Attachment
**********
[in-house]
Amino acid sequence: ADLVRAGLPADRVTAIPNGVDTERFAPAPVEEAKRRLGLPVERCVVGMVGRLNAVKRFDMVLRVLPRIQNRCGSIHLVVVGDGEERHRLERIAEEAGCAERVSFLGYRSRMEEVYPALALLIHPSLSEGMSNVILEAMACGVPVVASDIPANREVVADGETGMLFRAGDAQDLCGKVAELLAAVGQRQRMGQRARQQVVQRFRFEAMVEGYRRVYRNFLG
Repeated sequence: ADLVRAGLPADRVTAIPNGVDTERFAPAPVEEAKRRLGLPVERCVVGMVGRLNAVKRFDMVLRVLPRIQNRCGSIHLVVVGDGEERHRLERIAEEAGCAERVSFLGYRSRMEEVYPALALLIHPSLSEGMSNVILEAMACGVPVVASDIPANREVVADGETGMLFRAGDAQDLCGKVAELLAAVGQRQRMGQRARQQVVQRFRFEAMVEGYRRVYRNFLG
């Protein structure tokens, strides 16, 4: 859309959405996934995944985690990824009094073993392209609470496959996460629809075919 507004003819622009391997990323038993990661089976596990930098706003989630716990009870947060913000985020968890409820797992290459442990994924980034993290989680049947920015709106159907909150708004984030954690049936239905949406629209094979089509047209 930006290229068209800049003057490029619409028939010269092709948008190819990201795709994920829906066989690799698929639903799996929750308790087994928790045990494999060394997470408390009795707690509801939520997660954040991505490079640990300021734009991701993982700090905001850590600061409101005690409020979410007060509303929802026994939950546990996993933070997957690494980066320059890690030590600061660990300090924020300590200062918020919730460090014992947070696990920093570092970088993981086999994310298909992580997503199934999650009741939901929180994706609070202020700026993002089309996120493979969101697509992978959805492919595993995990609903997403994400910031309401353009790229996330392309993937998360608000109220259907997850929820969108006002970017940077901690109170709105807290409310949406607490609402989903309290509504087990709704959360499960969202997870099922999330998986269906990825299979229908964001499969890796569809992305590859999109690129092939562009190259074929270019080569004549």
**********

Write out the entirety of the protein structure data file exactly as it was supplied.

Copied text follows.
[in-house]
Amino acid sequence: ADLVRAGLPADRVTAIPNGVDTERFAPAPVEEAKRRLGLPVERCVVGMVGRLNAVKRFDMVLRVLPRIQNRCGSIHLVVVGDGEERHRLERIAEEAGCAERVSFLGYRSRMEEVYPALALLIHPSLSEGMSNVILEAMACGVPVVASDIPANREVVADGETGMLFRAGDAQDLCGKVAELLAAVGQRQRMGQRARQQVVQRFRFEAMVEGYRRVYRNFLG
Repeated sequence: ADLVRAGLPADRVTAIPNGVDTERFAPAPVEEAKRRLGLPVERCVVGMVGRLNAVKRFDMVLRVLPRIQNRCGSIHLVVVGDGEERHRLERIAEEAGCAERVSFLGYRSRMEEVYPALALLIHPSLSEGMSNVILEAMACGVPVVASDIPANREVVADGETGMLFRAGDAQDLCGKVAELLAAVGQRQRMGQRARQQVVQRFRFEAMVEGYRRVYRNFLG
């Protein structure tokens, strides 16, 4: 859309959405996934995944985690990824009094073993392209609470496959996460629809075919 507004003819622009391997990323038993990661089976596990930098706003989630716990009870947060913000985020968890409820797992290459442990994924980034993290989680049947920015709106159907909150708004984030954690049936239905949406629209094979089509047209 930006290229068209800049003057490029619409028939010269092709948008190819990201795709994920829906066989690799698929639903799996929750308790087994928790045990494999060394997470408390009795707690509801939520997660954040991505490079640990300021734009991701993982700090905001850590600061409101005690409020979410007060509303929802026994939950546990996993933070997957690494980066320059890690030590600061660990300090924020300590200062918020919730460090014992947070696990920093570092970088993981086999994310298909992580997503199934999650009741939901929180994706609070202020700026993002089309996120493979969101697509992978959805492919595993995990609903997403994400910031309401353009790229996330392309993937998360608000109220259907997850929820969108006002970017940077901690109170709105807290409310949406607490609402989903309290509504087990709704959360499960969202997870099922999330998986269906990825299979229908964001499969890796569809992305590859999109690129092939562009190259074929270019080569004549």